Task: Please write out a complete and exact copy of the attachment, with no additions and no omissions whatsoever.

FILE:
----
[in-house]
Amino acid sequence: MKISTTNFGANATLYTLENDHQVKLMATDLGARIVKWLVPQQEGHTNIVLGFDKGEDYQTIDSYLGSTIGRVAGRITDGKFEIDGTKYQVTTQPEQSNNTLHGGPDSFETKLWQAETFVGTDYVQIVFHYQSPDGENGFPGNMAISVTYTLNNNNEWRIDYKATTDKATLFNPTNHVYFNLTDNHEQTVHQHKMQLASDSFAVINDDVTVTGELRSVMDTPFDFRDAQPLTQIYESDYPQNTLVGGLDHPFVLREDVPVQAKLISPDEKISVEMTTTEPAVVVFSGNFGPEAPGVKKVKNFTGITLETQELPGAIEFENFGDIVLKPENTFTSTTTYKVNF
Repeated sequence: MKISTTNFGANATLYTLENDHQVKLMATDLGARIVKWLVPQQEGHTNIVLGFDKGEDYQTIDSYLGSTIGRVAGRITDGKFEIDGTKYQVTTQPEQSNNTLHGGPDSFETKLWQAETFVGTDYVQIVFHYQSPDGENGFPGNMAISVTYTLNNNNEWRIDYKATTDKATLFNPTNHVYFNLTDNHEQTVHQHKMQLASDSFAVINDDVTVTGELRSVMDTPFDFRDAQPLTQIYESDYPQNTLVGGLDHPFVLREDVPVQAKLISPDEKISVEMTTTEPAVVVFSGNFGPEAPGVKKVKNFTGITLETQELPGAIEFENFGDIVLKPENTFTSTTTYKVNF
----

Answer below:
[in-house]
Amino acid sequence: MKISTTNFGANATLYTLENDHQVKLMATDLGARIVKWLVPQQEGHTNIVLGFDKGEDYQTIDSYLGSTIGRVAGRITDGKFEIDGTKYQVTTQPEQSNNTLHGGPDSFETKLWQAETFVGTDYVQIVFHYQSPDGENGFPGNMAISVTYTLNNNNEWRIDYKATTDKATLFNPTNHVYFNLTDNHEQTVHQHKMQLASDSFAVINDDVTVTGELRSVMDTPFDFRDAQPLTQIYESDYPQNTLVGGLDHPFVLREDVPVQAKLISPDEKISVEMTTTEPAVVVFSGNFGPEAPGVKKVKNFTGITLETQELPGAIEFENFGDIVLKPENTFTSTTTYKVNF
Repeated sequence: MKISTTNFGANATLYTLENDHQVKLMATDLGARIVKWLVPQQEGHTNIVLGFDKGEDYQTIDSYLGSTIGRVAGRITDGKFEIDGTKYQVTTQPEQSNNTLHGGPDSFETKLWQAETFVGTDYVQIVFHYQSPDGENGFPGNMAISVTYTLNNNNEWRIDYKATTDKATLFNPTNHVYFNLTDNHEQTVHQHKMQLASDSFAVINDDVTVTGELRSVMDTPFDFRDAQPLTQIYESDYPQNTLVGGLDHPFVLREDVPVQAKLISPDEKISVEMTTTEPAVVVFSGNFGPEAPGVKKVKNFTGITLETQELPGAIEFENFGDIVLKPENTFTSTTTYKVNF